Additionally, what use to be Scottsdale Convention and Visitors Bureau, is now Experience Scottsdale.

“We are largely an events-based destination. That’s the No. 2 reason people come to Scottsdale,” Mayor Lane said.

“The city’s tourism and events department have been working very hard in this area, including a full re-write of our events ordinance and process. They’re also bringing new life to our events calendar with the creation of holiday events like Scottsdazzle.”

Tasks at hand

The lack of money for infrastructure is one of the challenges that top’s the list, said Mayor Lane. This is particularly important in the fact that the city just celebrated its 65th year of incorporation.

“We have some key infrastructure that while not quite that old, is getting close,” he said. “It’s easy to lose track of our infrastructure. Much is out of site, out of mind. We as individuals may only use a few roads, or one neighborhood park, but as a community of 240,000 people and millions of visitors, our infrastructure gets used by lots and lots of people all the time.”

Recent attempts to pass a citywide bond project through an election have failed, but Mayor Lane says he believes that option is the best way to pay for failing streets, land and buildings.

“I feel bonds are our most democratic and fair way to fund infrastructure,” he said. “One of our biggest remaining challenges is working on building that community trust and support so that we can once again have a well-funded capital program that addresses our most important needs.”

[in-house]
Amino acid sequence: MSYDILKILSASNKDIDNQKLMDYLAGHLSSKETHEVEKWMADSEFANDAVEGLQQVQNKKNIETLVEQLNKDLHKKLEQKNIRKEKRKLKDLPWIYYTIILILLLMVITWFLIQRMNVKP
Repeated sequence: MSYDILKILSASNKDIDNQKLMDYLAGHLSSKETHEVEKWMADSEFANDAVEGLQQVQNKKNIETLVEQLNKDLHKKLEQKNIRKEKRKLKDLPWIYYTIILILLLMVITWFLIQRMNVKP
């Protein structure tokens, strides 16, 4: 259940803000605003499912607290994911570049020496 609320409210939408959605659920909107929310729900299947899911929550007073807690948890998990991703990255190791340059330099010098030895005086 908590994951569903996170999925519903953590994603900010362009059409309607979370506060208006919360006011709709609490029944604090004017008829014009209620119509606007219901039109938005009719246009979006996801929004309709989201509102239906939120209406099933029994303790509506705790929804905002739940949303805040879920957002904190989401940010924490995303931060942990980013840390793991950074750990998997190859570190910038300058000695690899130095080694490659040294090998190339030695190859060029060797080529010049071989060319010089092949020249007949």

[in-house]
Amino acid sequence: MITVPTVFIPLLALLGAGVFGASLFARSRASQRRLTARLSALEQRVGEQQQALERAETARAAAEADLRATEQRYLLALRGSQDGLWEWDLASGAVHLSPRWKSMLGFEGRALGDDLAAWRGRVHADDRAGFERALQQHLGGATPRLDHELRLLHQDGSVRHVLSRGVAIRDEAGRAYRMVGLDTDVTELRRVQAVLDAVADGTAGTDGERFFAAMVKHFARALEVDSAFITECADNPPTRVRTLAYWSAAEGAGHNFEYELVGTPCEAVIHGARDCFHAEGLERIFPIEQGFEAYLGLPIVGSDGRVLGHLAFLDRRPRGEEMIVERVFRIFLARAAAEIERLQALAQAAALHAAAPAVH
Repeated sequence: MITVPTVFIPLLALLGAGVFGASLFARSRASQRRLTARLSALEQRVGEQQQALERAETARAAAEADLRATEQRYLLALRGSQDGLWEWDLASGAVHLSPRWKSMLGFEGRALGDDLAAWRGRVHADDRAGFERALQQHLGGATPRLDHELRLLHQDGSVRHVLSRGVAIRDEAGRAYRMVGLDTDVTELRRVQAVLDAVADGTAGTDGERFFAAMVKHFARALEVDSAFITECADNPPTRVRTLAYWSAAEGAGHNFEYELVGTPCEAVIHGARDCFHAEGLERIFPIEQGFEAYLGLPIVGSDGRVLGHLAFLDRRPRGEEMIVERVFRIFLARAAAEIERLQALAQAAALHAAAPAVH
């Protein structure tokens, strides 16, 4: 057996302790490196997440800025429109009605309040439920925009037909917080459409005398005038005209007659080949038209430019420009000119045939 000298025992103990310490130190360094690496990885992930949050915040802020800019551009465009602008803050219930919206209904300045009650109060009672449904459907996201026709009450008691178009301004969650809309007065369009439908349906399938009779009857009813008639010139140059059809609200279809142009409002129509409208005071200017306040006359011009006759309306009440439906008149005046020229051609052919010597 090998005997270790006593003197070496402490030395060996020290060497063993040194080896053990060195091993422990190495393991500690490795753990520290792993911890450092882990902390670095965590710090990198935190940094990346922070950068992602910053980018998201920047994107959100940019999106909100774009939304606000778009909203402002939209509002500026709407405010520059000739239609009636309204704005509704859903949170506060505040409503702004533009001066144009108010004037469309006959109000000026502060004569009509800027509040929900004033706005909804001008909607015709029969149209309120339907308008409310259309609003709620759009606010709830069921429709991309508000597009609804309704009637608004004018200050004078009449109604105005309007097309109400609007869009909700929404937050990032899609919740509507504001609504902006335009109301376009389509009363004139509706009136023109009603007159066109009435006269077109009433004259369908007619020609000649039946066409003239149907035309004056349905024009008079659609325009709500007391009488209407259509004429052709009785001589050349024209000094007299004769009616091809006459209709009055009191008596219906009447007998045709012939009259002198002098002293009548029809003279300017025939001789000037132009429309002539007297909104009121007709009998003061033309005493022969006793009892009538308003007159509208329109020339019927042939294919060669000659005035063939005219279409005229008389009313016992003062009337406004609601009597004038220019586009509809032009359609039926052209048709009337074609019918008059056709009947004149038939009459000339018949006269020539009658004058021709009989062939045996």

A view of a recent city workshop where residents were able to learn more about the proposed Desert Discovery Center. (File Photo)

The hottest and most explosive topic within the city, the Desert Discovery Center, is a topic Mayor Lane asks the residents to be thoughtful of.

The DDC, as it’s coined, is a proposed project within the boundaries of the McDowell Sonoran Preserve that is said to serve educational purposes. A vocal group of residents oppose this project for a number of reasons, including its cloudy scope and location.

“Then of course, there’s the Desert Discovery Center — the DDC — three letters have not packed so much volatility since the invention of TNT,” Mayor Lane joked. “I’m here to tell you, and tell everyone, it will be OK.”

Mayor Lane explained that he supports a public vote, if a concept, plan and price are agreeable. The question about a public vote is one which anti-DDC figureheads raised during election season.

“At some point the city council will be presented with a concept, a plan and a price tag,” he said. “Then we, the community, can really decide what we want to do. If it is to move any further from that point, I believe a public vote is the appropriate path.”

The turmoil caused over the DDC is a good reminder that few decisions or ideas are universally loved, said Mayor Lane.

“Our Scottsdale should be a place where we can recognize the legitimacy, the honesty and different view points expressed in the community,” he said.

Mayor Lane closed out the address by outlining a goal for the future of Scottsdale.

“What’s important is not who’s right or who’s wrong, or who’s on the winning side,” he said. “But that our community should continue together regardless of any particular outcome. That’s my hope for the future of Scottsdale.”

The city will begin focusing time and energy on being a “Golden Rule City,” an initiative the city declared in 2003.

This means, says Mayor Lane, treating people the way you want to be treated. The mayor’s office and the Human Relations Commission are working to highlight the this effort and its positive message.

There will be a Golden Rule breakfast on April 28, said Mayor Lane.

Northeast Valley News Editor Melissa Rosequist can be e-mailed at or can be followed on Twitter at